Scammers are taking advantage of the corona virus (COVID-19) pandemic to con people into giving up their money. Though the reason behind their fraud is new, their tactics are familiar. It can be even harder to prevent scams right now because people aren’t interacting with as many friends, neighbors, and senior service providers due to efforts to slow the spread of disease.
Those who are ill or don’t feel comfortable potentially exposing themselves may need someone to help with errands. Be cautious when accepting offers of help and use trusted delivery services for supplies and food. During this time of uncertainty, knowing about possible scams is a good first step toward preventing them.
- Scams offering COVID-19 vaccine, cure, air filters, testing
There is an increasing number of scams related to vaccines, test kits, cures or treatments, and air filter systems designed to remove COVID-19 from the air in your home. At the time of this writing, there is neither a vaccine nor a cure for this virus. If you receive a phone call, email, text message, or letter with claims to sell you any of these items–it’s a scam.
- Fake corona virus-related charity scams
A thief poses as a real charity or makes up the name of a charity that sounds real to get money from you. Be careful about any charity calling you asking for donations. If you are able to help financially, visit the website of the organization of your choice to make sure your money is going to the right place. And be wary if you get a call following up on a donation pledge that you don’t remember making–it could be a scam.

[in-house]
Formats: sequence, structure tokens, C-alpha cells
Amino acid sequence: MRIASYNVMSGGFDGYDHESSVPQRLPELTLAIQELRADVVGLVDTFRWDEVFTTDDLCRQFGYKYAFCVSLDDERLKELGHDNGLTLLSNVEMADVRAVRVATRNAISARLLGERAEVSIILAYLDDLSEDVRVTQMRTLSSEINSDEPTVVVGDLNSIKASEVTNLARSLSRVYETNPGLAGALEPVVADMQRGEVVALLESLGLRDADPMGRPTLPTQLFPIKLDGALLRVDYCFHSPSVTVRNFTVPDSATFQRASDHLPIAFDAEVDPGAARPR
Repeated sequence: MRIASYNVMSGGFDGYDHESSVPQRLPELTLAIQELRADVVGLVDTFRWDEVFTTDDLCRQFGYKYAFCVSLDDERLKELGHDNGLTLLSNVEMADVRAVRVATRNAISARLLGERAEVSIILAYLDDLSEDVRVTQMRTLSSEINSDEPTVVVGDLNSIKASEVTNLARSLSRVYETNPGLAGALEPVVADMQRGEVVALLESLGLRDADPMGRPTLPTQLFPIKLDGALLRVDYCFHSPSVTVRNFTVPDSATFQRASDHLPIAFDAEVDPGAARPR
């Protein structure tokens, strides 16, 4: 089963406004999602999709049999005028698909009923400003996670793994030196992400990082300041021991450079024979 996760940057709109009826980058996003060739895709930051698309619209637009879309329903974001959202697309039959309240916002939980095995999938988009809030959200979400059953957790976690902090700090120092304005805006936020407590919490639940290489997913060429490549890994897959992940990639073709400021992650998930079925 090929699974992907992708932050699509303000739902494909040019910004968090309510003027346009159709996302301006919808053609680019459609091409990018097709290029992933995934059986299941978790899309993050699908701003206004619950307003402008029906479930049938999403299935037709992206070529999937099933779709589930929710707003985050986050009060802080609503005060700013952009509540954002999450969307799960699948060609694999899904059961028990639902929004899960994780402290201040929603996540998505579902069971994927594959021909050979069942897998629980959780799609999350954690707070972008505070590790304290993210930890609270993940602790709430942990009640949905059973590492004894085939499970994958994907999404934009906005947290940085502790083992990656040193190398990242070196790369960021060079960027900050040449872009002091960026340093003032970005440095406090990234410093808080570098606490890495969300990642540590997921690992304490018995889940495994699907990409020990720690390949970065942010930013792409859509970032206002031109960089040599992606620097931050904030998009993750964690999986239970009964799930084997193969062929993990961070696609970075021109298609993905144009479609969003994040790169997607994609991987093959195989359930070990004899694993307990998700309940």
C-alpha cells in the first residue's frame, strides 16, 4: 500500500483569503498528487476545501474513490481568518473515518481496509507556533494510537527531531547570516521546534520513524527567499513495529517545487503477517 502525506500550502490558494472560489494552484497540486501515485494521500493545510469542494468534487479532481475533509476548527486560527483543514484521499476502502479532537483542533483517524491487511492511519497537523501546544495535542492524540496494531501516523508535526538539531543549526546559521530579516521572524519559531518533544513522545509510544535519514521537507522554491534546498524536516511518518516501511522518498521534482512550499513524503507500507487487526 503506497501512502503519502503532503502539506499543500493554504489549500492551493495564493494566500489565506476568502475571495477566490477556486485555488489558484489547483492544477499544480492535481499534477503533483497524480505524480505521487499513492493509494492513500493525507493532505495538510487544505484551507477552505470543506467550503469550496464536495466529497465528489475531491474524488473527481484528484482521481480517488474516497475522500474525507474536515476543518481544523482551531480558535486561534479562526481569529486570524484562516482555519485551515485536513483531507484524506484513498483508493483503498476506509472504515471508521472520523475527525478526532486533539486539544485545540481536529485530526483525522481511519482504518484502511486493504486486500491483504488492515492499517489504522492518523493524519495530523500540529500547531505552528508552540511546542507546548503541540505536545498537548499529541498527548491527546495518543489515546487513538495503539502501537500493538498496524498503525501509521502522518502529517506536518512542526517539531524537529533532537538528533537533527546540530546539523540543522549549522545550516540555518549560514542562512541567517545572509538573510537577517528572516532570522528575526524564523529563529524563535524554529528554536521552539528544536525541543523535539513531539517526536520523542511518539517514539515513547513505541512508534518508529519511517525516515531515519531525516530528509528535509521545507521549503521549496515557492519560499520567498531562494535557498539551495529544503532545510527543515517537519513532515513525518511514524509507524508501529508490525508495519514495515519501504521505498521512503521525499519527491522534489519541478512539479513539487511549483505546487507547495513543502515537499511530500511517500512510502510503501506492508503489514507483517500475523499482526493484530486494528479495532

- “Person in need” scams
Scammers use the circumstances of the corona virus to pose as a grandchild, relative or friend who claims to be ill, stranded in another state or foreign country, or otherwise in trouble, and asks you to send money. The scammer may ask you to send cash by mail or buy gift cards. These scammers often beg you to keep it a secret and act fast before you ask questions. Don’t panic! Don’t send money unless you’re sure it’s the real person who contacted you. Hang up and call your grandchild or friend’s phone number to see if the story checks out. You could also call a different friend or relative to check the caller’s story.
- Scams targeting your Social Security benefits
Local Social Security Administration (SSA) offices are closed to the public due to COVID-19 concerns, SSA will not suspend or decrease Social Security benefit payments or Supplemental Security Income payments due to the current COVID-19 pandemic. Scammers may mislead people into believing they need to provide personal information or pay by gift card, wire transfer, internet currency, or by mailing cash to maintain regular benefit payments during this period. Any communication that says SSA will suspend or decrease your benefits due to COVID-19 is a scam, whether you receive it by letter, text, email, or phone call. Report Social Security scams to the SSA Inspector General online at oig.ssa.gov .
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- Ask students if they, their friends, or relatives have been victims of coronavirus- related scams? If so, what was their experience?
- Someone you don’t know contacts you asking for any personally identifiable information by phone, in person, by text message, or email. What will be your response?
- Someone you don’t know sends you a check, maybe prize-winnings or the sale of goods and asks you to send a portion of the money back. What will you do and why?
- Discuss the statement: “The federal. State, and local consumer protection agencies are doing everything possible to protect consumers from fraudsters”.